After some hubbub on Twitter about the appearance of orange barrels in the bike lane on the Detroit-Superior Bridge, Bike Cleveland managed to get an explanation from Cleveland's visionary traffic engineer
, Andy Cross.
"You are correct about this being a priority bike route into downtown," Cross wrote in an email to Bike Cleveland. "Unfortunately, the large work zone on W. Superior Avenue between W. 6th Street and W. 9th Street only maintains one lane of eastbound traffic to the east of the Detroit-Superior Bridge. For the safety of cyclists, we had to close the bike lane. Had we kept the bike lane open, cyclists would be forced to abruptly and dangerously merge into mixed traffic while crossing W. Huron Road.
"The traffic control plan for this work zone does include numerous shared lane symbols," Cross continued. "They will be centered within the one eastbound lane that remains. The construction drums you see only are temporary; they will remain in place until the contractor gets favorable weather to resume the striping work. Note that when the drums are removed, the bike lane still will be closed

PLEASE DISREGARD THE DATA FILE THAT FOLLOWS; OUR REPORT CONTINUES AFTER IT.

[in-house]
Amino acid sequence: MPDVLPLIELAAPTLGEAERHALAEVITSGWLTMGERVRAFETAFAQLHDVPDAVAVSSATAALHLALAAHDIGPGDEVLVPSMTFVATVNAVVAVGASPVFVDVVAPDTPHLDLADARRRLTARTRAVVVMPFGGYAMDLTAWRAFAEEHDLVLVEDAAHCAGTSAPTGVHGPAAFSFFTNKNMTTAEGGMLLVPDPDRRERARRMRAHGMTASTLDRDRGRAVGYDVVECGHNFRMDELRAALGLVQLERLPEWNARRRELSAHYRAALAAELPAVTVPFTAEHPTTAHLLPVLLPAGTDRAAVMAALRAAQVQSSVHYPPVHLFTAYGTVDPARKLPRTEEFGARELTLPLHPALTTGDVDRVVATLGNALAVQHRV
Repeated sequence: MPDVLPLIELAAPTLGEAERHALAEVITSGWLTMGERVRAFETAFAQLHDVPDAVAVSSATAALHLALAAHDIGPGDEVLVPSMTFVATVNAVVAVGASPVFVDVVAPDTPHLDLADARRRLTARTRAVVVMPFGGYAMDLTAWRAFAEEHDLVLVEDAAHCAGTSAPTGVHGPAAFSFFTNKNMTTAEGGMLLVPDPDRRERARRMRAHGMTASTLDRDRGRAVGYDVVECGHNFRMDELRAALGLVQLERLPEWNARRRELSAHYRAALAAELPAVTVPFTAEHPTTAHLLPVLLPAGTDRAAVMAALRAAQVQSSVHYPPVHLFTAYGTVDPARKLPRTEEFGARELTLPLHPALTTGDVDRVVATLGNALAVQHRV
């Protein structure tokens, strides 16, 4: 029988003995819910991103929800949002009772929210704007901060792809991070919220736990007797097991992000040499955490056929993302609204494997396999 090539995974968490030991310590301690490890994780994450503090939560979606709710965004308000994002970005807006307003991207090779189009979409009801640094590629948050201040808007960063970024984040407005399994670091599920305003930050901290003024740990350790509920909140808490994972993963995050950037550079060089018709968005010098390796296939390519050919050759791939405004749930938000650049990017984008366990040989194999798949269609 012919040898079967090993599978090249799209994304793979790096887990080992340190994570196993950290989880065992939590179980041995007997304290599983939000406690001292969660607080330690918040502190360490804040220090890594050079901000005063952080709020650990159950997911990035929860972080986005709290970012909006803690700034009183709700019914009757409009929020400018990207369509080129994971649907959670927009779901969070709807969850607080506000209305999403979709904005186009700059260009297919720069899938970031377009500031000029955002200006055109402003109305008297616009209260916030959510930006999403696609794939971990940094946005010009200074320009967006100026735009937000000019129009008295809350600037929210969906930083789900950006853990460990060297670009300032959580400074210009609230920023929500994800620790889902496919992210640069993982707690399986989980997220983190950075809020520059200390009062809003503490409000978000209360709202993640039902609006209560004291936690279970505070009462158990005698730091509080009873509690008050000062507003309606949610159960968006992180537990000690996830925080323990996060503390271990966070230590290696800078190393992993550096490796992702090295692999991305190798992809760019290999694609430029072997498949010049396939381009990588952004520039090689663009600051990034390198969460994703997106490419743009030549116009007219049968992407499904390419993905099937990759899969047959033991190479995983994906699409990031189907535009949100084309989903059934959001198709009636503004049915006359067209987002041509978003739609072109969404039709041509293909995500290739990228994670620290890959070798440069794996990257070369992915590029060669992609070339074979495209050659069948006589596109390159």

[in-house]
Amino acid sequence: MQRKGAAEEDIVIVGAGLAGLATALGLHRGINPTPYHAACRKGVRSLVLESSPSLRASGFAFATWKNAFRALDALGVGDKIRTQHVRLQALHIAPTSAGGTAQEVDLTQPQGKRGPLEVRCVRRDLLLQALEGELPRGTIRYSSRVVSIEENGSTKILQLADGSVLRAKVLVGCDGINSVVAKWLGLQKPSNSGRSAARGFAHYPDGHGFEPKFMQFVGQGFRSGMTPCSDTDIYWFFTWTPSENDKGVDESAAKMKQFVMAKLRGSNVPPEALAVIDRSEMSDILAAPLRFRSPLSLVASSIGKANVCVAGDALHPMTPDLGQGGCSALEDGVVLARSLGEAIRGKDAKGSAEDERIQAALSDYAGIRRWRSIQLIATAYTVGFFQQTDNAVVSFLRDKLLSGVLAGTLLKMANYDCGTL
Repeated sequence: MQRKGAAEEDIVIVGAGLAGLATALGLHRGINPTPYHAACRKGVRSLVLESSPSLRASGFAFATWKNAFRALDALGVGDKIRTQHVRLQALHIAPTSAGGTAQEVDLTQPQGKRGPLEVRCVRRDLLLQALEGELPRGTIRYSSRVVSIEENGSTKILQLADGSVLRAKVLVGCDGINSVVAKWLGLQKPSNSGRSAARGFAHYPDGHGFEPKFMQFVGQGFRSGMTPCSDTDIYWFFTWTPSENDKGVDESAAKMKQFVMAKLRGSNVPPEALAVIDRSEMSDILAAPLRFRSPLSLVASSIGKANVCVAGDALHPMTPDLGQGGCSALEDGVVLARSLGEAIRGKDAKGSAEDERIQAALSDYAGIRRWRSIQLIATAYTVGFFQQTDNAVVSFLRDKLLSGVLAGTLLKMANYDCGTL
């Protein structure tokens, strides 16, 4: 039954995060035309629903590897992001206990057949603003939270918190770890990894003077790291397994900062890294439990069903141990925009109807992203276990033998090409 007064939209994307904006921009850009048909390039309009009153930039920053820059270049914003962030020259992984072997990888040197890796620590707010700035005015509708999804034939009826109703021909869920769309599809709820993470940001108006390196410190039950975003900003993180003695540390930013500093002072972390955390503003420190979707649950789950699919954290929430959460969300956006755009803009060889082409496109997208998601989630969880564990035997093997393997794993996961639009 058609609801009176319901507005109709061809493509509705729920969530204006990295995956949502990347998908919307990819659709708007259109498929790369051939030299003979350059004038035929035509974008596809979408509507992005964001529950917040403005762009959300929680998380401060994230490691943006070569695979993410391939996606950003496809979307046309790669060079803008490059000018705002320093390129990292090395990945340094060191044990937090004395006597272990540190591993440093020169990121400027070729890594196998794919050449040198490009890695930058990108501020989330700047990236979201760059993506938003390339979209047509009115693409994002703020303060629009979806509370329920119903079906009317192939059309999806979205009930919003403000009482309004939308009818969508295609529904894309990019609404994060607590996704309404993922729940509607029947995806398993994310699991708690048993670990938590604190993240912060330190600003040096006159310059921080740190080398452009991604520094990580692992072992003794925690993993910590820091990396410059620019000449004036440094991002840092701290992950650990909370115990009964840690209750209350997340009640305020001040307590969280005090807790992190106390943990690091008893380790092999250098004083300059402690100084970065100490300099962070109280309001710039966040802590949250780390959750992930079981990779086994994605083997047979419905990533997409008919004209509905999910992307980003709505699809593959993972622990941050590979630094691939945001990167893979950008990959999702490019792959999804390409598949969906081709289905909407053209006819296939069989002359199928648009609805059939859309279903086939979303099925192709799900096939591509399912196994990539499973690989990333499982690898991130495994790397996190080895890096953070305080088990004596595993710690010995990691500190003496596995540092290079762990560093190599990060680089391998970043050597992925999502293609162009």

. Paint will indicate that area is no longer open for bicycle traffic."
Bike Cleveland agreed with this assessment: "The orange barrels (and the chevrons to come) make sense," the organization said
. "The bike lane would cause riders to get ‘pinched’ as they meet the tight single lane after crossing Huron.